Powerpoint To The Place On The Doll Where He Touched You

"The Ethicist" is Randy Cohen's long-running advice column in the New York Times. Each week, Gabriel Delahaye's "The Unethicist" will answer the same questions as "The Ethicist," with obvious differences.

This week, a man finds sexual perversion in Washington (weird), and a contractor doesn't know the first thing about his trade.

At a company meeting, I saw a colleague use his cellphone camera to film under the skirt of an unsuspecting female colleague. Later I saw him download the images to his company computer, recharge his phone and continue filming. I said nothing then. I could now talk to him or her or Human Resources, but I am wary of his getting fired or my getting embroiled in a messy situation. What should I do? — Anonymous, Washington

You should report this person to Human Resources immediately. Not for violating any professional code of conduct, or infringing on someone's right to not have their underwear taped on a shitty cellphone camera during a work meeting, but because "upskirts" is the shittiest kind of porn. If your colleague is into "upskirts," there's something he's definitely not into, and that's providing innovative workplace solutions to industry problems resulting in an increase in the bottom line and maximizing shareholder value.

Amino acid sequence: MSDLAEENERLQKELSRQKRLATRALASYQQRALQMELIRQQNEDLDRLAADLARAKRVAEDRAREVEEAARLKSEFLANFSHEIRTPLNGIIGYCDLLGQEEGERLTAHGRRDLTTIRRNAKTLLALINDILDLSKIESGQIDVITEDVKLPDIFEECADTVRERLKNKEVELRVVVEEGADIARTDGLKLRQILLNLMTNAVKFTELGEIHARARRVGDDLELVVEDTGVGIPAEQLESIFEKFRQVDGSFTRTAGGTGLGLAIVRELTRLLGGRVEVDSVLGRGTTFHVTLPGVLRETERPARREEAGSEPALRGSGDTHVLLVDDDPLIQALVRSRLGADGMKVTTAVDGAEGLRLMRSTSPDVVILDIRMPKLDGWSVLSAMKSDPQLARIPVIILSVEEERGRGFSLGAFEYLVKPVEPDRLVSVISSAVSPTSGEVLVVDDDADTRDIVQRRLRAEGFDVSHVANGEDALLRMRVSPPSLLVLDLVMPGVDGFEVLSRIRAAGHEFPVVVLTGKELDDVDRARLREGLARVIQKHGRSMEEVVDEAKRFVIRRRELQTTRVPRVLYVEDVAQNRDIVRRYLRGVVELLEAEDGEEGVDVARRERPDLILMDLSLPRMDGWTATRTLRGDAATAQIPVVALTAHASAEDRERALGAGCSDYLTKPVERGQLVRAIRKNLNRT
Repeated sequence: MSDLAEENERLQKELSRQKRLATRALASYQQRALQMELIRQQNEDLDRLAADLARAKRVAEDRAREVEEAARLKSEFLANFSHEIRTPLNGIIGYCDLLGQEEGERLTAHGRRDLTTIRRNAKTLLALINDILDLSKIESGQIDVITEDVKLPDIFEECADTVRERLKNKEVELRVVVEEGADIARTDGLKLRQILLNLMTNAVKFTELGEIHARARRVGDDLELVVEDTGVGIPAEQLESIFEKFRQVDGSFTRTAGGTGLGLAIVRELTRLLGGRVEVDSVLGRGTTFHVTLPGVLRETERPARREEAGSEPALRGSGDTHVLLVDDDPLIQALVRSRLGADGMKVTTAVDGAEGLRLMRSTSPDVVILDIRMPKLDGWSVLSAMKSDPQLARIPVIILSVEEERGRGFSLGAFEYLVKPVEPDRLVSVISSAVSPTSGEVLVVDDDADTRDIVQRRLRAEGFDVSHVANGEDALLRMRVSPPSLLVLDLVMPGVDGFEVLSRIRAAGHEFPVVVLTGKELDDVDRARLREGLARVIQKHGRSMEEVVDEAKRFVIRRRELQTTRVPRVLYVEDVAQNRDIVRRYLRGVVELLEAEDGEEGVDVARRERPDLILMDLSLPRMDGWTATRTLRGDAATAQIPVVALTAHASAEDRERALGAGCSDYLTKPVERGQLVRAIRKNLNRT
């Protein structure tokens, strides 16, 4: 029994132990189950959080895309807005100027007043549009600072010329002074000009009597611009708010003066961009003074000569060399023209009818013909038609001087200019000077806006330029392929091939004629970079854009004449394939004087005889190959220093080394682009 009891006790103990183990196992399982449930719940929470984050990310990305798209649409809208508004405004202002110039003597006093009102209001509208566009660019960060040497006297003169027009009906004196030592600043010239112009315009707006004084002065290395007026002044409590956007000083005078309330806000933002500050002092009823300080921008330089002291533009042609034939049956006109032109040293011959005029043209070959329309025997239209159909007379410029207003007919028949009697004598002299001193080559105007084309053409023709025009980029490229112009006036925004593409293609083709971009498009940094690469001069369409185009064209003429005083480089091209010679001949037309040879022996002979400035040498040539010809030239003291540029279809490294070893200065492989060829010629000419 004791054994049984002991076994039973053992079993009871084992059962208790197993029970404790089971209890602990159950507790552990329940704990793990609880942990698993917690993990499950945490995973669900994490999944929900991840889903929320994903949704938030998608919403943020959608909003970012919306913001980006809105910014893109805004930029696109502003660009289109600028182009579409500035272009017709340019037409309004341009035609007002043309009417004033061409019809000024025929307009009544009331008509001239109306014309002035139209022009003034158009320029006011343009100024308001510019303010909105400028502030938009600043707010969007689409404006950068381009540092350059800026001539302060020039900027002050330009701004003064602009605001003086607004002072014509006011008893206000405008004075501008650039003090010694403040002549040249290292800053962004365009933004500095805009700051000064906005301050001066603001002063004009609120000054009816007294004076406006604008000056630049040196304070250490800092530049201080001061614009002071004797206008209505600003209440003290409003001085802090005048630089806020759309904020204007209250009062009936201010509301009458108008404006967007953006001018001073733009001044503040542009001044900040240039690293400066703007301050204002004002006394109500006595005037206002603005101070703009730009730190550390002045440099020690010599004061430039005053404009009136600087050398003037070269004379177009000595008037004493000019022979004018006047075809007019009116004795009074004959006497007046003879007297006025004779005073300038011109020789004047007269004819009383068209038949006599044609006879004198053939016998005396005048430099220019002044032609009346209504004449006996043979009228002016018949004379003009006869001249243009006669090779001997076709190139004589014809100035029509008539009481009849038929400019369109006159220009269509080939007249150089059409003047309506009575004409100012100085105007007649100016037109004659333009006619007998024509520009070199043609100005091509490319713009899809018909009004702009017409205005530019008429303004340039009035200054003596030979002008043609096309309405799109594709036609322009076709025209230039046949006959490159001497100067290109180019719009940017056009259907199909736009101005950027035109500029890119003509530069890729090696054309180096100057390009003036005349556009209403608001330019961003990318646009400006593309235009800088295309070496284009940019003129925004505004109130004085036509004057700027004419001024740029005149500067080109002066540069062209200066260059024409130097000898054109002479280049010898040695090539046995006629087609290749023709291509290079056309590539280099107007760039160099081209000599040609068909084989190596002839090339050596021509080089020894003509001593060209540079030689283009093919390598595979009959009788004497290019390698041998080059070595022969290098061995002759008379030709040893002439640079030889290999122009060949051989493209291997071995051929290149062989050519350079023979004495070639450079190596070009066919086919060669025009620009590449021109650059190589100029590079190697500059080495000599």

Although, after reading your letter a second time, I'm not sure you're going to be able to report this sexual mediocrity to anyone. You saw him taping upskirts in a meeting. You later saw him downloading the upskirts onto a computer. You saw him charge his phone. You saw him taping upskirts for a second time. That is an awful lot of surreptitious behavior to notice without either drawing attention to yourself or the dull pervert. Let me ask you a few questions: When you talk to people, do they seem to ignore you? Do you find yourself incapable of interacting with inanimate objects? Is your body translucent? Chances are, you are a ghost.

Boo.

I'm working as a contractor on a project my client says should take a week to 10 days, for which I'm to bill by the hour. But I am a rather competent person and should be able to finish in two to three days. May I drag out the work to the duration the client expects, or must I finish quickly and suffer the loss of pay? — K.C., Denver

People who work in the outdoors or the manual trades often brag: "I get to work with my hands," "I spend my days in fresh air and sunshine, not some horrible cubicle like a rat." Well, guess who else works with their hands? Chronic masturbators. And you know who spends their days in fresh air and sunshine? Bums. Bums do. So get a grip. More importantly, people who work in the outdoors or the manual trades clearly don't know the first thing about work. Those of us who've built our careers on surfing the internet and instant messaging know that the hourly rate you can charge for your services is almost directly correlated to just how good you are at wasting those hours.

That being said, yes, drag the work out. Isn't that the first thing they teach you in contractor school? It's like:

Contracting 101: Drag the project out forever
Contracting 102: Lie about the cost of materials
Contracting 103: Up to code, up to schmode

Obviously, I am making most of this up. I don't know anything about contractors because I blog, ergo I rent.

Previously: One Man's Trash Is Another Man's Trash